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West Riding
Leeds Town Hall
Location: 53°47’59"N, 1°32’57"W
Population: 443,247  (2001)
Post town: Leeds
Postcode: LS
Local Government
Council: Leeds

Leeds is a city in the West Riding of Yorkshire. It is Yorkshire's biggest city and its prime commercial centre. Leeds is the largest centre for business, legal, and financial services in Britain outside London and according to the recent Office for National Statistics estimates, it is the fastest growing city in the United Kingdom.

The city

Leeds can trace its recorded history to the fifth century. In the 17th and 18th centuries Leeds became a major centre for the production and trading of wool. Then, during the Industrial Revolution, Leeds developed into a major industrial centre; wool was still the dominant industry but flax, engineering, iron foundries, printing and other industries were important. In the process, what had in the 16th century been a compact Airedale market town, expanded and absorbed the surrounding villages to become by the opening of the 20th century a populous urban centre, and now a major regional city.

The city's diverse array of buildings, monuments and open spaces reflects both its industrial past and its many current roles. The multicultural nature of the city is evidenced in the range of religious buildings and cultural festivals present. The city is a major centre of higher education, being the seat of the internationally acclaimed University of Leeds as well as Leeds Metropolitan University and Leeds Trinity University College. The student population has stimulated growth of the nightlife in the city and there are ample facilities for sporting and cultural activities, including classical and popular music festivals, and a varied collection of museums.

The canalised River Aire in Leeds

The central area of Leeds is on the River Aire in a narrow section of the Aire Valley by the eastern foothills of the Pennines. The city centre lies at about 206 feet above sea level, while the landscape around the city rises in the west towards Ilkley Moor and falls further down the valleys of the Aire and the Wharfe. Leeds has grown into a continuous conurbation encompassing to Pudsey, Bramley, Horsforth, Alwoodley, Seacroft, Middleton and Morley.[1]

The city centre is less than twenty miles from the Yorkshire Dales National Park,[2] which offers some of the most spectacular scenery and countryside in the United Kingdom.[3]

Parts of Leeds even into the city centre lie on coal deposits and coal mining has been an important industry in the West Riding.

Leeds city centre is contained within the Leeds Inner Ring Road, formed from parts of the A58, A61, A64, A643 road and the M621 motorway. Briggate, the principal north-south shopping street, is pedestrianised and Queen Victoria Street, a part of the Victoria Quarter, is enclosed under a glass roof. Millennium Square is a significant urban focal point. In this area ae found the prime retail and professional sites.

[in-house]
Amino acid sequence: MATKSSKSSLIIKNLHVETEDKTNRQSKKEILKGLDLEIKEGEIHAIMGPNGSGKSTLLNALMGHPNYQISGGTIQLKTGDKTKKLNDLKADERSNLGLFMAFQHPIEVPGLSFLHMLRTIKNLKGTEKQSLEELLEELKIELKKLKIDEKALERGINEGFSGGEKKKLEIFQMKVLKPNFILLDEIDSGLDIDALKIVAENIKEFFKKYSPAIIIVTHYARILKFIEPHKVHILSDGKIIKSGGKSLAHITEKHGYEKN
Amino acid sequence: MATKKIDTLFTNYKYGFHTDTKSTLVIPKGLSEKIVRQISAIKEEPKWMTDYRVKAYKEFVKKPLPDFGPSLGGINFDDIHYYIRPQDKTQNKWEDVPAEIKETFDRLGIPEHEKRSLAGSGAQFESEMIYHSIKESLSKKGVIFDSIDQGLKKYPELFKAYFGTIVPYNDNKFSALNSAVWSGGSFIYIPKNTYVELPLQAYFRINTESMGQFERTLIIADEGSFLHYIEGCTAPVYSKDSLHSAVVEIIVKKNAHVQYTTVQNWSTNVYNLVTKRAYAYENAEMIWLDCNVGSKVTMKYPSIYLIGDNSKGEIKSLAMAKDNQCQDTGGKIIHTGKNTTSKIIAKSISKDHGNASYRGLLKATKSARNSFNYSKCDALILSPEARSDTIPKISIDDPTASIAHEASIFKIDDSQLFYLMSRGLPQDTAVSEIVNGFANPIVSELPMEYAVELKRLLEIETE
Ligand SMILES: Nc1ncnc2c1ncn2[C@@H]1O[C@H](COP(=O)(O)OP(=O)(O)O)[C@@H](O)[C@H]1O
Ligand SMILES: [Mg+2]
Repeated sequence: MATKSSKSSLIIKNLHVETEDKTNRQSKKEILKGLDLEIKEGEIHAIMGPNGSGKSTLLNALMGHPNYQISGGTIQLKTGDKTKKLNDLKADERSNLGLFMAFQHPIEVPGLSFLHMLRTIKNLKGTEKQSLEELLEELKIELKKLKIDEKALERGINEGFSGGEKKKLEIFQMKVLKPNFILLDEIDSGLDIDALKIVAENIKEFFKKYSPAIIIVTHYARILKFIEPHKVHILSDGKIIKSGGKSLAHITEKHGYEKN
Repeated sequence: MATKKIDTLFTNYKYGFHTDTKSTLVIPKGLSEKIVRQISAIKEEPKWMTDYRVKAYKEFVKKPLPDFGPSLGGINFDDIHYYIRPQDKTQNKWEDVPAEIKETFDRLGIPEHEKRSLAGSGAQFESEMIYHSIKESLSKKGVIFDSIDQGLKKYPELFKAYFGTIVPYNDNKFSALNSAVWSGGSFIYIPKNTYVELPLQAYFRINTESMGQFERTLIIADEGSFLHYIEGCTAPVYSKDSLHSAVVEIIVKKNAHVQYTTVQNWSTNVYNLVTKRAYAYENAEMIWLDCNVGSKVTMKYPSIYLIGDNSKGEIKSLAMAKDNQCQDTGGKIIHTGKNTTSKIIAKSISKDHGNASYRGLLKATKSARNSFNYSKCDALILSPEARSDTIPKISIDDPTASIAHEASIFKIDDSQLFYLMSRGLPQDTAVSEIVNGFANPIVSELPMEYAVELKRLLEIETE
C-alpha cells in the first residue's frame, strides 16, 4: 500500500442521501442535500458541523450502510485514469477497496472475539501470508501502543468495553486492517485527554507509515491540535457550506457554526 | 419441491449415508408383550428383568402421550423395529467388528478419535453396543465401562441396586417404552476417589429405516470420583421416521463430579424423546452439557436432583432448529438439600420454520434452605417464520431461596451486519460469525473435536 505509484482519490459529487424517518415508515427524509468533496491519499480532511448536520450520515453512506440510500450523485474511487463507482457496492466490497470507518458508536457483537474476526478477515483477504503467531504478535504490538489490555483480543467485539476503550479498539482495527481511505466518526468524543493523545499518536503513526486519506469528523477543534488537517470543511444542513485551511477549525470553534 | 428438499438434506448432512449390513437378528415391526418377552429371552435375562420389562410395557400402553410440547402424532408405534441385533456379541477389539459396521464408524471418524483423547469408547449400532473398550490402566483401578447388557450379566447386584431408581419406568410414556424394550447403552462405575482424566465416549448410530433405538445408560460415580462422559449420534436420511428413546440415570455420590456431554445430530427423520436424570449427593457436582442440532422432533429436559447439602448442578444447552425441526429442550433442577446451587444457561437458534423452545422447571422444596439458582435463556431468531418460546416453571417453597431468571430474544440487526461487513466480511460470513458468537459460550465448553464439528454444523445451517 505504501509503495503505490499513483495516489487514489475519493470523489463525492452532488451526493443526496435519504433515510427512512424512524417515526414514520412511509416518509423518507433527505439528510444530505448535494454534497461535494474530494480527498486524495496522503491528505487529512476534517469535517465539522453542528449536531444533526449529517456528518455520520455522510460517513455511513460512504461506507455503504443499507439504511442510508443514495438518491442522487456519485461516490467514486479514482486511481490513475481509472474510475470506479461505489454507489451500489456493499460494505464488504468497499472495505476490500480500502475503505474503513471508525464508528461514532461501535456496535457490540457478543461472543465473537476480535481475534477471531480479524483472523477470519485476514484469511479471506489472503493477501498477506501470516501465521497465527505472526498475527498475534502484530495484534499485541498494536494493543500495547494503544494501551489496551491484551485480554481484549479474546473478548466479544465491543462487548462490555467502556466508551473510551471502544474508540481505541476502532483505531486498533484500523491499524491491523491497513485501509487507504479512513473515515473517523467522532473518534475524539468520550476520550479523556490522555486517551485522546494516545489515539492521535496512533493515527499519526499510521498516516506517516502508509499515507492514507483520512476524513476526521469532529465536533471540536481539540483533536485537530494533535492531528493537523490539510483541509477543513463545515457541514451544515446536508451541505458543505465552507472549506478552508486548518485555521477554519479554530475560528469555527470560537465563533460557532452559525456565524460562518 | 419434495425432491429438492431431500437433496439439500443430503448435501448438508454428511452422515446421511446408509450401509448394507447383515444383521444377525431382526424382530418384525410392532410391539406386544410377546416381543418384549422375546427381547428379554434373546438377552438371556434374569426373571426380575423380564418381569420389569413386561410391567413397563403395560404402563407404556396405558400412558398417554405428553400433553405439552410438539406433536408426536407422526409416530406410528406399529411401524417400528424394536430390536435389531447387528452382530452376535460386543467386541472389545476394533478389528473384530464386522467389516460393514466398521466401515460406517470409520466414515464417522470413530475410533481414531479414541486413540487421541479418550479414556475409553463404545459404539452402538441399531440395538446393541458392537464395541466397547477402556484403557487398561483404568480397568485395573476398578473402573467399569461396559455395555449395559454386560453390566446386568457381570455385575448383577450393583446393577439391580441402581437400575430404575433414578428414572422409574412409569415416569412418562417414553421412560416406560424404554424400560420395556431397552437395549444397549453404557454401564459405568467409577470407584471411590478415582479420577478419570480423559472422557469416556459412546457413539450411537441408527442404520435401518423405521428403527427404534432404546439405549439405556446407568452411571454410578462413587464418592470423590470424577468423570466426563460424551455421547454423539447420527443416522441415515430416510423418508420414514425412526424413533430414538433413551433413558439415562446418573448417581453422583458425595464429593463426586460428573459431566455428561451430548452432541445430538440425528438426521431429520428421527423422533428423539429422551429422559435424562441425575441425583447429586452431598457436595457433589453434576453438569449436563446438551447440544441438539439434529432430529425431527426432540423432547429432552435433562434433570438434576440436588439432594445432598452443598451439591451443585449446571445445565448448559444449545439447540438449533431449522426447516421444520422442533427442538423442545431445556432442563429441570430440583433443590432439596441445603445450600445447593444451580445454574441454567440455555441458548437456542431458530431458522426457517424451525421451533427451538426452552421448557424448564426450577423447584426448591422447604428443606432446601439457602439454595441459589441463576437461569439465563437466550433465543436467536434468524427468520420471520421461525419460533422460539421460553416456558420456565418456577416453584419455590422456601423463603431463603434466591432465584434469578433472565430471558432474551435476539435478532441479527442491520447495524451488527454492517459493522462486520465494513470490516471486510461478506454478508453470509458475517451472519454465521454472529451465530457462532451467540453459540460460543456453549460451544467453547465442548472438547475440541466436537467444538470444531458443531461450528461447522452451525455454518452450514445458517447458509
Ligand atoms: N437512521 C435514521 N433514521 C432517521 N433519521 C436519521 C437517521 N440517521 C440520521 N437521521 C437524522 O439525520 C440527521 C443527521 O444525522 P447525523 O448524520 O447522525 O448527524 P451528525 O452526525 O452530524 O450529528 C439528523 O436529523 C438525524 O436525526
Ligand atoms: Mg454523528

An inhabitant of Leeds is locally known as a Loiner, a word of uncertain origin.[4]


Name of the town

Arms of the City of Leeds

The name Leeds derives from "Loidis", the name given to a forest covering most of the kingdom of Elmet, a Welsh kingdom which existed in the Pennine region during the 5th century into the early 7th century.[5] In the fourteenth chapter of his Ecclesiastical History of the English People, Bede refers to an altar surviving from a church erected by Edwin of Northumbria, saying that it is located in ...regione quae vocatur Loidis ("the region known as Loidis").

Economic development

The Leeds Corn Exchange opened in 1864

Leeds developed as a market town in the Middle Ages as part of the local agricultural economy. Prior to the Industrial Revolution it had become a co-ordination centre for the making of woollen cloth; with white broadcloth being traded at the Leeds White Cloth Hall.[6] Leeds was handling one sixth of England's export trade in 1770. Growth, initially in textiles, was accelerated by the building of the Aire and Calder Navigation in 1699 and the Leeds and Liverpool Canal in 1816. The railway network constructed around Leeds, starting with the Leeds and Selby Railway in 1834, provided improved communications with national markets and, significantly for its development, an east-west connection with Manchester and the ports of Liverpool and Hull giving improved access to international markets.[7] Alongside technological advances and industrial expansion, Leeds retained an interest in trading in agricultural commodities, with the Corn Exchange opening in 1864.

Marshall's Mill was one of the first of the many factories that were to be constructed in Leeds from around 1790. In the early years the most significant of the factories were woollen finishing and flax mills; diversifying by 1914 to printing, engineering, chemicals and clothing manufacture. Decline in manufacturing during the 1930s was temporarily reversed by a switch to producing military uniforms and munitions during World War II. However, by the 1970s the clothing industry was in irreversible decline, facing cheap foreign competition.[8] The contemporary economy of Leeds has developed from the decay of the post-industrial era to become a telephone banking centre, connected to the electronic infrastructure of the modern global economy. There has been growth in the corporate and legal sectors[9] and increased local affluence has led to an expanding retail sector, including the luxury goods market.[10]

Suburban growth

1866 map of Leeds
Quarry Hill flats